“Daisy Jones & The Six”: A Love Letter to 70s Rock

Daisy Jones & The Six

When there’s an undeniable chemistry between two artists, it ignites the creative spark for a rock band, bringing their music, and their success, to another level. In the new Amazon Prime series Daisy Jones & The Six, a talented songstress named Daisy Jones, who’s something of a cross between Stevie Nicks, Joni Mitchell, and Linda Ronstadt, teams up with the group The Six, led by Billy Dunne, a rocker who’s clearly influenced by Lindsey Buckingham, with a dash of Jackson Browne tossed into the mix. When the two singers meld their voices, something magical happens. While this powerful union brings the group fame and fortune, the self-destructive tendencies of both lead singers spell trouble for them, and the band itself.

Based on Taylor Jenkins Reid’s bestselling novel, Daisy Jones & The Six relates the story of the group through interviews being conducted with band members for a documentary covering the history of their rise and fall. The origin story of Billy Dunne’s band The Six is told in parallel with Daisy’s struggles as a young woman trying to succeed in the male-dominated rock music world of the 1960s and 1970s. When Teddy Price, a Quincy Jones-like producer, puts Billy and Daisy together in the studio to work on a song, there’s an electricity between them that can’t be denied. Daisy joins the group, and the newly christened Daisy Jones & The Six finds great success, though both Billy and Daisy have personal demons to contend with offstage. The obvious template for the fictional Daisy Jones & The Six is Fleetwood Mac, and the tempestuous relationship between Stevie Nicks and Lindsey Buckingham, who made terrific music with that group while having an on-again, off-again romance. Author Reid is an avowed fan of the band, and while Daisy and Billy’s creative and personal pairing is loosely based on Nicks and Buckingham, the novel and series also go off in their own directions, telling an entertaining and atmospheric tale of sex, drugs and rock and roll, primarily set in the West Coast rock music scene of the 1970s. Real-life locations like Laurel Canyon, The Troubadour, Sound City Studios, and The Whisky a Go Go are featured in the show, which adds to the authentic feel of the story, as does the use of classic music from artists like The Beach Boys, Carole King, and Roxy Music.

The performances are excellent. Sam Claflin does a great job as Billy Dunne, bringing real shading and nuance to his role. Riley Keogh (Elvis Presley’s granddaughter) fully inhabits the character of Daisy Jones. When she’s on screen, she’s mesmerizing, and you can’t take your eyes off her. The strong supporting cast includes Tom Wright as producer Teddy Reid, Suki Waterhouse as keyboard player Karen Sirko, and Camila Morrone as Billy’s wife, the real heart of the band. Claflin and Keogh do their own singing, and both do a fine job. While Reid’s novel featured lyrics for the group’s music, the original songs for the series were penned by singer-songwriter Blake Mills, along with a number of collaborators, including James Valentine, Marcus Mumford, and Chris Weisman. The powerful “Look At Us Now (Honeycomb)” and the Fleetwood Mac-esque “Let Me Down Easy” are among the Daisy Jones & The Six tunes featured on the soundtrack.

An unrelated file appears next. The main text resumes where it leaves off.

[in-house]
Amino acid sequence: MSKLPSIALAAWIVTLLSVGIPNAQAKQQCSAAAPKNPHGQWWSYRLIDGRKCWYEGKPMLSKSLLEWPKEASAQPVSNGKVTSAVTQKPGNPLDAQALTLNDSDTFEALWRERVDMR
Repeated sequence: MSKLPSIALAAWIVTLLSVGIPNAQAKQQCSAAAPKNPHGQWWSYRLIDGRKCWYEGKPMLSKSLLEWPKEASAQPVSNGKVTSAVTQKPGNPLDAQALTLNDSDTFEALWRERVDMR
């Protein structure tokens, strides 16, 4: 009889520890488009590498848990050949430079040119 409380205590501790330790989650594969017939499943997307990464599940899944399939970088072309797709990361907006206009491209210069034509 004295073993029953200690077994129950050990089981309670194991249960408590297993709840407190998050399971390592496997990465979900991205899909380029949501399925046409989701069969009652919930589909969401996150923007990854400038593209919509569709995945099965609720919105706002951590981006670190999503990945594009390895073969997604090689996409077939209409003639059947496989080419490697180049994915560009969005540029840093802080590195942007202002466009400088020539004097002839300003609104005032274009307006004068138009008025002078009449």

The series, now streaming on Amazon Prime, features enthralling characters, cool songs, and colorful real-life backdrops, offering a knowing look at the music world of the 1970s. The talented behind-the-scenes crew includes directors James Ponsoldt and Nzingha Stewart, writers Scott Neustadter and Michael H. Weber, who developed the show, as well as Sonic Youth’s Kim Gordon, who served as a consultant on the series. Daisy Jones & The Six is an enjoyable, full-bodied tale of a 1970s band’s rise and inevitable downward spiral, which never loses sight of the fact that it’s an artist’s love of creating amazing music that keeps the spirit of rock and roll alive.

-John Visconti

-Photo: “Daisy Jones and the Six” (Fair Use image)

PS — While we’re on the topic of Rock History, you might enjoy our YouTube series of daily one-minute nuggets of memorable moments…

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4 comments on ““Daisy Jones & The Six”: A Love Letter to 70s Rock

  1. Mark Hudson

    Sounds like Fleetwood Mac songs created by A.I.! 🙂

  2. Bill Flanigin

    Book was great and the show is incredibly entertaining. Considering the setting, most every classic rock fan should dig the series.
    Nice write up!

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